Bombardier (TSX:BBD.B) could be the perfect investment for long-term growth.
I say could because Bombardier has struggled in recent years with meeting delivery schedules and bringing new products to market on time. Bombardier’s stock price has also flirted with penny-stock status in recent years and currently sits in the sub-$2-per-share range.
What does this mean for investors who either hold the stock or are contemplating buying into Bombardier on the low?
The case for buying
If there’s one thing that Bombardier does well, it is building the types of planes and trains that its global audience wants. That part is evident from the sheer number of Bombardier-built commuter trains in service around the world, and there’s no shortage of new rail contracts being awarded to Bombardier’s transportation division.
Critics of the company often point to Bombardier’s well-covered delays to both the Toronto Transit and Metrolinx projects, but the more important fact for investors to focus on is the more than $1 billion in potential revenue associated with both projects.
Turning to Bombardier’s aerospace sector, Bombardier’s focus on getting the Global 7500 to market is finally bearing fruit. Revenue from the business aircraft sector came in at US$1.4 billion in the most recent quarter, reflecting a healthy 6% year-over-year increase. The 35 deliveries in the most recent quarter included two Global 7500 jets, which has a full order book through 2021.
In the most recent quarter, Bombardier reported consolidated revenues of US$4.3 billion, representing a healthy 9% year-over-year organic growth. Adjusted EBITDA for the quarter came in at US$312 million, which received a healthy boost through the sale of the QSeries sale.
The case for holding or even selling
Bombardier’s constant delays should be a little more than concerning to investors. In the past, Bombardier’s delays were shrugged off because customers knew that Bombardier would eventually deliver, and there was a reluctance to look elsewhere. That changed in the past year, as Bombardier was barred from bidding on a lucrative multi-billion-dollar contract in New York City.
On the aerospace front, Bombardier has sold off its Q400 program, literally gave away its CSeries program, and recently exited the commercial aviation business altogether through a US$550 million sale this summer.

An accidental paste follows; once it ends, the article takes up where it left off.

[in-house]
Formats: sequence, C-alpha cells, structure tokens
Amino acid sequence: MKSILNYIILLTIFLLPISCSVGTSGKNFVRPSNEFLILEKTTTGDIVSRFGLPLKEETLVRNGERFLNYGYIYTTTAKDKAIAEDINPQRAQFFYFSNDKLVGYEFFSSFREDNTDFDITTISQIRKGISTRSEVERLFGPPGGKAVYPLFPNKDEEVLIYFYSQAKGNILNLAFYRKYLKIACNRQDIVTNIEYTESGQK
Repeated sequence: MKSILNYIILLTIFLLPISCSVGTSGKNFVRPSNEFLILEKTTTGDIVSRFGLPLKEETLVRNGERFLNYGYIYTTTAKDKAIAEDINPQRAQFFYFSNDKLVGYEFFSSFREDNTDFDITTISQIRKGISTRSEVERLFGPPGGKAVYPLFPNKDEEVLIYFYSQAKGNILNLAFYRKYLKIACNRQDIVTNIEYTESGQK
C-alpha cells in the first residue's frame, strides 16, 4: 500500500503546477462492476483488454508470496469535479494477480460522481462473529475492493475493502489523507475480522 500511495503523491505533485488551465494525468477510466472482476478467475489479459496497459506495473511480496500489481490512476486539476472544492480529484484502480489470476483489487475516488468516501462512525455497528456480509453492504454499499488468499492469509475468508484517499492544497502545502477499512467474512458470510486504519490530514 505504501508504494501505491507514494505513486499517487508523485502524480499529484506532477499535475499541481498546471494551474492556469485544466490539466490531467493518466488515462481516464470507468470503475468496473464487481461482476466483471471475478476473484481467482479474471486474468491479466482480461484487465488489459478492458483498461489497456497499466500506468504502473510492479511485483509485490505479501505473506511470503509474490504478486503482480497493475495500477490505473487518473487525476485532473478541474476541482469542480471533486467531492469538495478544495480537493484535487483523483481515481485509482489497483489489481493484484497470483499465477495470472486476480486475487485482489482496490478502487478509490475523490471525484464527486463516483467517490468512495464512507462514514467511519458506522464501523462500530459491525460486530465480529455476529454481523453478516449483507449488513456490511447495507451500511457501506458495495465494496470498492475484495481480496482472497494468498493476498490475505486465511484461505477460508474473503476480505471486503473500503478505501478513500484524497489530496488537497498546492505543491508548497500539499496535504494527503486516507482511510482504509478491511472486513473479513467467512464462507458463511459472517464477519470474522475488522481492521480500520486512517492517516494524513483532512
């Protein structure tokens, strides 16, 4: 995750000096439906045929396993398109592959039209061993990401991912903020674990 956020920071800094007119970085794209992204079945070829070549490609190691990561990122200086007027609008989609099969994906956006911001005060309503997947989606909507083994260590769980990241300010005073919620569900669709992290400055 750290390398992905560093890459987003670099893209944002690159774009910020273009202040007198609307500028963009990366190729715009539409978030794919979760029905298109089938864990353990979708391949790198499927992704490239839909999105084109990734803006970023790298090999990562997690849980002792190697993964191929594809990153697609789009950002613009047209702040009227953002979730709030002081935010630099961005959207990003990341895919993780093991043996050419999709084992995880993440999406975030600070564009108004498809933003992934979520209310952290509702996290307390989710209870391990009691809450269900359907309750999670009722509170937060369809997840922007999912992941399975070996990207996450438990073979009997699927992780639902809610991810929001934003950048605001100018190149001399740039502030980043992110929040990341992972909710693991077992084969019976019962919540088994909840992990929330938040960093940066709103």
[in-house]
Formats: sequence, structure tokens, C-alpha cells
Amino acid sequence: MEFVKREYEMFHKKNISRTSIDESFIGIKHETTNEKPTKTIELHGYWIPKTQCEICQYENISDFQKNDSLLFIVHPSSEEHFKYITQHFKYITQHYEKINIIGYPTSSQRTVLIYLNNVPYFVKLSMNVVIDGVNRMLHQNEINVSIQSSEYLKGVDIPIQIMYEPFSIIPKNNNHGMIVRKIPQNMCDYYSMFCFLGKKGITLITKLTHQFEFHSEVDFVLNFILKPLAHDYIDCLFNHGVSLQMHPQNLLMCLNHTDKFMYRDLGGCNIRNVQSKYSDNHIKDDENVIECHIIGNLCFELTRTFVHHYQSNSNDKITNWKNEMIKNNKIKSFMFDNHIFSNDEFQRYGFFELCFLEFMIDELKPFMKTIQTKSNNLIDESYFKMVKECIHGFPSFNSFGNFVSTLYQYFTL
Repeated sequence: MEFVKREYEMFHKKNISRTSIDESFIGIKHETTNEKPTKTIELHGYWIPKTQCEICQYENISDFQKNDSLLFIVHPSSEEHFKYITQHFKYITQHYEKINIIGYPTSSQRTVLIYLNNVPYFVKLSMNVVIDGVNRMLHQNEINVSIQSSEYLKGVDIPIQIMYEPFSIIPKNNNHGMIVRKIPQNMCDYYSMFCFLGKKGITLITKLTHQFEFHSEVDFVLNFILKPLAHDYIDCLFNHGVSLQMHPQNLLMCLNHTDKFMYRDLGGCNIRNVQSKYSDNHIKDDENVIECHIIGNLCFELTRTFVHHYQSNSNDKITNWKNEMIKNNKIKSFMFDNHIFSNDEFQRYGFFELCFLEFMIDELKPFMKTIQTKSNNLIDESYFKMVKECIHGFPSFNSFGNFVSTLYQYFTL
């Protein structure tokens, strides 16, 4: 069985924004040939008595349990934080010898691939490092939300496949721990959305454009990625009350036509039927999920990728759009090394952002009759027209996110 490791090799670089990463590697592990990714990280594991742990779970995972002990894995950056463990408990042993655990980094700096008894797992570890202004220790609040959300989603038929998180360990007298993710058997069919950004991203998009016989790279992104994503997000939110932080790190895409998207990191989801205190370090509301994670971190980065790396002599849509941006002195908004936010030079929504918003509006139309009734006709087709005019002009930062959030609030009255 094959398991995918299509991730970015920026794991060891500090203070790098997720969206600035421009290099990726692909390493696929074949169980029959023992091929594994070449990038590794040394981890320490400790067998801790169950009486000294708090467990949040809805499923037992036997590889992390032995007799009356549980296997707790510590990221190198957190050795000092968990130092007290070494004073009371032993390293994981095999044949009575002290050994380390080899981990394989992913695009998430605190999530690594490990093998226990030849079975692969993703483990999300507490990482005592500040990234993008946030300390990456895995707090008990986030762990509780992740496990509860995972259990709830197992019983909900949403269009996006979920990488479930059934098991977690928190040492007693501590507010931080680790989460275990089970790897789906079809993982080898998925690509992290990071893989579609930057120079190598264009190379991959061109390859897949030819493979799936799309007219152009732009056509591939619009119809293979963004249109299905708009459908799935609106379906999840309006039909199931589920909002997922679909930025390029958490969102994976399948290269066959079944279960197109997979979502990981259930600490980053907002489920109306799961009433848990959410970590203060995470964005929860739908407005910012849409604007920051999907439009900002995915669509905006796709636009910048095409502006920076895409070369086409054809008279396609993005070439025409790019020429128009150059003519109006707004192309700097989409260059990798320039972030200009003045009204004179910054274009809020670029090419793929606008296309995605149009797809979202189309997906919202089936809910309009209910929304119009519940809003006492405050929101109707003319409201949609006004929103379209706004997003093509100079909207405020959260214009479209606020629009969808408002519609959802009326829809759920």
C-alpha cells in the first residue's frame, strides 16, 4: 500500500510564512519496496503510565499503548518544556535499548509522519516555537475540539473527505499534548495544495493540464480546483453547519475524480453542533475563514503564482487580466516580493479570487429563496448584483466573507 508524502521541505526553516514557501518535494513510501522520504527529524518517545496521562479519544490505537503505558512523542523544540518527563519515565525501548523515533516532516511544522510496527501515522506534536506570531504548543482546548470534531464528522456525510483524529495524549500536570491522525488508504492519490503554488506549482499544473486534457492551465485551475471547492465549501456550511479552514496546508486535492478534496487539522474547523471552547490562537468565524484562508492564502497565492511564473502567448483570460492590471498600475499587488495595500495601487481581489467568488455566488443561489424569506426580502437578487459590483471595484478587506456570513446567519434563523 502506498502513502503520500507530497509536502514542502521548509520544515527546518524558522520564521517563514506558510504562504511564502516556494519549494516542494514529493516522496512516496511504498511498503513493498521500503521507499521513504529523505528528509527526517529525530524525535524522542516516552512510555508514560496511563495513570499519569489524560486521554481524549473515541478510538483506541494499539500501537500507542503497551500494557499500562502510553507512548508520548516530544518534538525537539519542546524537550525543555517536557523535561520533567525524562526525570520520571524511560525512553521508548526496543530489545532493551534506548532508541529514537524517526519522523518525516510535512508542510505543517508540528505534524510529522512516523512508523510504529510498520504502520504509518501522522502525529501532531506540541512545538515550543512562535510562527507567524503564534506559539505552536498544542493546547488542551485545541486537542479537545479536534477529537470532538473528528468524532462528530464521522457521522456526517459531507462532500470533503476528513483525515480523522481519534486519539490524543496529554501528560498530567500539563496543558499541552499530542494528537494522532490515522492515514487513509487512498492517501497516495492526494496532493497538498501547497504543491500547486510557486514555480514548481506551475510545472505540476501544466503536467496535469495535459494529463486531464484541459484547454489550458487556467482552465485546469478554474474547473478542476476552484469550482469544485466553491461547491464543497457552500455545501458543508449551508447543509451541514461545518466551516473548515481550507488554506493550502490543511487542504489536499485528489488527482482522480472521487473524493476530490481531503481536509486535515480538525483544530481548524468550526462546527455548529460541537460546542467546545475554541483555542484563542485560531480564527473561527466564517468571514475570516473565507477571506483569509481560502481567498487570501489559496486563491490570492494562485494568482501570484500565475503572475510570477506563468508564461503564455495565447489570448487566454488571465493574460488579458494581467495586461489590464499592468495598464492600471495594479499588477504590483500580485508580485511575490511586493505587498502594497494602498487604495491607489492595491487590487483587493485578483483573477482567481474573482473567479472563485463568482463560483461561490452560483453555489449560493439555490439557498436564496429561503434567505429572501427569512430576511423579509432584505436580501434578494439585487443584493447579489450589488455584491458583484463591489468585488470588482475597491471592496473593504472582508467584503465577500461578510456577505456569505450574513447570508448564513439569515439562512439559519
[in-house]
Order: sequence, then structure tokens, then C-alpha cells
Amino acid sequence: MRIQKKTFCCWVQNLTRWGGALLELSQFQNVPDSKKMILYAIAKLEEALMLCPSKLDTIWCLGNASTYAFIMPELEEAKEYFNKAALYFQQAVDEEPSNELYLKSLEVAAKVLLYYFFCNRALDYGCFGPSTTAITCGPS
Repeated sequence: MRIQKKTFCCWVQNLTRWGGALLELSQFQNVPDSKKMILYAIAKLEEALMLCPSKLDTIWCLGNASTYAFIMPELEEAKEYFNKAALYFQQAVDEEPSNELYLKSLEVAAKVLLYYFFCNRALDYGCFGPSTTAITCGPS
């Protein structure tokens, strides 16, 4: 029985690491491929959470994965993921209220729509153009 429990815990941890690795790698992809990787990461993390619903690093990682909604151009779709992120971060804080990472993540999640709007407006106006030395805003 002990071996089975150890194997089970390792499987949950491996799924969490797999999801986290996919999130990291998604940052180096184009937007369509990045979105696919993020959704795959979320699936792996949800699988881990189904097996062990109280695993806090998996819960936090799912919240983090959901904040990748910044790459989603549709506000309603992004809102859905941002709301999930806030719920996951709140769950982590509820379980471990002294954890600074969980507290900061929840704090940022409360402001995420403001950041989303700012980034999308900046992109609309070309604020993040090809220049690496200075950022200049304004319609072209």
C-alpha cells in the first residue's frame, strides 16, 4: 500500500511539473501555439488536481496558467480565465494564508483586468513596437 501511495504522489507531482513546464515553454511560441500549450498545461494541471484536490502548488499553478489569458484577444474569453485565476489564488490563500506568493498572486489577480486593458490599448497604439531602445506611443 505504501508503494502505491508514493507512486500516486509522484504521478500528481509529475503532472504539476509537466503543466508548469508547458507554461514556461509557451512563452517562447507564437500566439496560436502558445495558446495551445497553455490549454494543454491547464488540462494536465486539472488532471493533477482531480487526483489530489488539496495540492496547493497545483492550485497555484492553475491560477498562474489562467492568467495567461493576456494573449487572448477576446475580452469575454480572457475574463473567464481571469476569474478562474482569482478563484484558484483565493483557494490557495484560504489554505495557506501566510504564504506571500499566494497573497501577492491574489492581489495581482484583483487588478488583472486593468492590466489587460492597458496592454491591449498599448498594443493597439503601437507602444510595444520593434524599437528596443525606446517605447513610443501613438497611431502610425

Strategically, I get the need to consolidate the large portfolio down and focus on the popular (and successful) business jet niche, but whether this is a case of “tossing the baby out with the bathwater” remains to be seen. The commercial aviation segment provided a nice hedge against a slowdown in the more extravagant business jet segment.
Keep in mind that when the market begins to slow, as many predict it will in the coming year, some of the first things cut from budgets are discretionary travel. A $70 million private business jet sitting on a budget in a time of belt-tightening fits that definition perfectly.
To put that into perspective, Bombardier’s Global business jet order book is full through 2021, and the production of 15-20 units promised for 2019 will double to 30-40 units in 2020. Much of Bombardier’s impressive backlog stems on the continued success of that segment and a market slowdown could alter the company’s balance sheet significantly.
There’s no denying the fact that Bombardier could be an intriguing investment option. The Global series jets, along with a slew of new rail contracts and a healthy backlog, provide billions in potential revenue for the company. Unfortunately, that potential revenue stream comes with significant risk.
To put it another way, Bombardier is still an incredibly risky investment that may not be for everyone. Investors looking for long-term growth prospects still within the confines of the aerospace industry would be best served by looking elsewhere.